This morning, an article was brought to me via The Mighty (which if you’re not following, follow them!) The author of the story, Liz from Our Version of Normal, pointed out one something that happens in the disabled community –
It may just be me, but it seems with all the heavy promoting by various organizations, parents and other people for the acceptance of children with special needs, that we, as a whole, are trying to sell everyone a better, more desirable version of the child and their disability.
Here, go read the full article, then come back…I’ll wait…
Okay, let’s go on then.
I found myself totally and completely agreeing with this mother. This mother who has to feel the pull of one child being more accepted than the other child even in their own special community that should be celebrating both children. How heartbreaking must that be? How frustrating that must be.
And yet, people do it to us all the time, even within our own communities. Your child has autism? Someone will ask what their savant skill is. They have to have a savant skill, they saw it in the movies. (Spoiler – not every autistic person is “Rainman”.) People will send you clips of people with autism who also play an instrument amazingly, or draw amazingly, or do something amazingly – as long as that “something” is deemed worthwhile. (Quoting the entirety of their favorite movie isn’t deemed as amazing. Nor is the ability to strip down to underwear in 1.2 seconds.) If your child has Down Syndrome, you are sent clips of other people with Down Syndrome who have become actors, models for Target, etc. Cerebral Palsy? Here’s an article of a person with CP going to college and becoming valedictorian. Is your child blind? Here’s a news clip of a blind person making it to the top of Mt. Everest! Missing a limb? Here’s seventeen athletes who are missing limbs!
Basically, your email and social media sites become a handy way to dump inspiration porn at you.
And yet, as much as people want to throw feel good stories your way, stories of people with similar disabilities doing so much more than your loved one will ever be able to do in an attempt to cheer you up…
…some of them don’t want to hear about your realities.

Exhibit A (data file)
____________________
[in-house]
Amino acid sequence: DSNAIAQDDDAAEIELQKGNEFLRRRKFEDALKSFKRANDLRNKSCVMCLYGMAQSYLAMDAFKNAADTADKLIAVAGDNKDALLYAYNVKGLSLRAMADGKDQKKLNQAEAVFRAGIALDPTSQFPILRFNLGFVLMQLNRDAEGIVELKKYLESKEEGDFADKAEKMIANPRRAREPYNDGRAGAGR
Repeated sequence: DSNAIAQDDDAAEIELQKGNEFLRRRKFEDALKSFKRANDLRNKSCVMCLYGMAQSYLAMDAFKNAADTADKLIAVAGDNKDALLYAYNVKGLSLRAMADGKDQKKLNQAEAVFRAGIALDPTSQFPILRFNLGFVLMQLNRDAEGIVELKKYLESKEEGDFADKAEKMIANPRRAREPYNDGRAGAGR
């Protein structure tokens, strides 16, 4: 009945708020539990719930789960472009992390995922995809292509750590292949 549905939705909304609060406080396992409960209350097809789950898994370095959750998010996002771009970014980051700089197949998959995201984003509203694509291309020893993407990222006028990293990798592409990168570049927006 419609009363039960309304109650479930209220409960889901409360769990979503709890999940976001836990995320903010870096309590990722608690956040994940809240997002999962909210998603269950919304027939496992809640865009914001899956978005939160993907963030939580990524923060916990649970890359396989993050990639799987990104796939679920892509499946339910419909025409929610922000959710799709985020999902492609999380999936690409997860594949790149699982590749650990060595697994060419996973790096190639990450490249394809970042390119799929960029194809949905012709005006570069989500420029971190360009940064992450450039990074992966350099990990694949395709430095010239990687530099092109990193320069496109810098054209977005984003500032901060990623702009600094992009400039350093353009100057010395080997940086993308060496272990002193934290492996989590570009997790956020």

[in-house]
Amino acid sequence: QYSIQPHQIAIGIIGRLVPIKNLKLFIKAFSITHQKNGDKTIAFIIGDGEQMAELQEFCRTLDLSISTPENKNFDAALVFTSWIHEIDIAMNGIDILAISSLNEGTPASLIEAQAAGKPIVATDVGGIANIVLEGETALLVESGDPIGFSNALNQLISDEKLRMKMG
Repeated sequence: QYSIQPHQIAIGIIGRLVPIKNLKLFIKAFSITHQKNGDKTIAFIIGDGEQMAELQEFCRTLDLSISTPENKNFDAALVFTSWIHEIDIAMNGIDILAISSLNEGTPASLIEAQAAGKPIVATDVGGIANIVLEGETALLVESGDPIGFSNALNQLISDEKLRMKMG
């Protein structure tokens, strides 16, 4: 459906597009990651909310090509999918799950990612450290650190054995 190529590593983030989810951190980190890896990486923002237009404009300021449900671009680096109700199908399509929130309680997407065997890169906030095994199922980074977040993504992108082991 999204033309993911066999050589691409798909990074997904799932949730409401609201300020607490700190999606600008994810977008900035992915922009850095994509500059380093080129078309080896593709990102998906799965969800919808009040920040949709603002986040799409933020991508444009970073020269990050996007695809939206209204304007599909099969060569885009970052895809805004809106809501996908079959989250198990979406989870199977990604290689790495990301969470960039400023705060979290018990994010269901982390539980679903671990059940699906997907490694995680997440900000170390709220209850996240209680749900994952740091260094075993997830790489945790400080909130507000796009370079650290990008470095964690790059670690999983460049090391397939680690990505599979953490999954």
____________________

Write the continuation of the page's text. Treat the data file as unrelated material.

They don’t want to hear the real life in the trenches stories you have, of sleepless nights, worries, ER visits, screaming fits that last two hours, feeding issues, doctors blowing you off, schools shortchanging your child, the panic attack you had while showering, or poo.
As I told a friend who’s going through her own medical shit (literally) yesterday – “Anyone who doesn’t want to hear poo stories isn’t a true friend.”
Social media loves to gorge themselves on stories of the preemie baby who doctors say may never walk/see/do origami grow up to defy all odds and be a gold medal Olympic champion. We’ll share the shit out of those stories every day. But to parents like me, parents who’s child’s most exciting achievement in life this year is pooping five times in a week, those stories just remind us “Not my kid.”
No one wants to hear that. I’ve been told I shouldn’t limit Maura by my thinking, that she could live independently if we just try hard enough. Oh sure, Maura may have an IQ of 48 and leaves the doors open in winter and is almost 12 with the mental age of your average preschooler but with less of a vocabulary – but we shouldn’t sell her short with our negative thinking! Here’s fourteen more inspirational articles about people with disabilities defying the odds!
In the name of love….stop it!
To the section society that is all about celebrating diversity and promoting acceptance, I beg of you, accept us too. Accept those who aren’t in Target ads, who don’t have a savant skill, whose biggest achievement this month is trying a new food or finally being able to sit up on their own.
Be like my people. My friends who have the new catch-phrase “High five poopy!” after I posted that it’s Maura’s new thing to say every time she poops (seriously, five times in seven days this week? That’s proof that God answers prayers!) My friends are awesome, and have celebrated every one of Maura’s achievements, no matter how small. My friend, who comes over to my house and goes to use the hall bath (aka Maura’s preferred toileting spot) and just says “Yeah yeah, I know, no big deal!” as I try to warn her about the current state of it. (Really, I clean that bathroom constantly…but…Maura.) My sister, who offered to watch the teens and Maura so I could go to Spain, and was all “Gee, why would you be stressed and need Prozac?” sarcastically as Maura wandered by with a chainsaw (okay, that might be an exaggeration, we don’t own a chainsaw. But she did try to cut open the watermelon with the butcher knife, same reaction on my part.) My dear sweet college friends, who’d be all “Hey, it takes some good coordination to start a chainsaw, good job Maura!” if we did have one and she did start it. My cousins, who’d be all “Yep, she’s one of us. We love chainsaws too.”, then would let her steer the tractor (because every girl should know how to drive a tractor.)
These people, who accept my anxiety levels and celebrate Maura’s newest skill, no matter what that skill is – these are the people who show true acceptance. These are the people everyone else should be like. These are the people who listen to my poo stories, and are true friends. They don’t tell me I’m selling Maura short, or tell me to try harder to make her appear less disabled. No, these are the people who “high five poopy” along with us.
And that is true acceptance.
P.S. – please don’t gift us a chainsaw.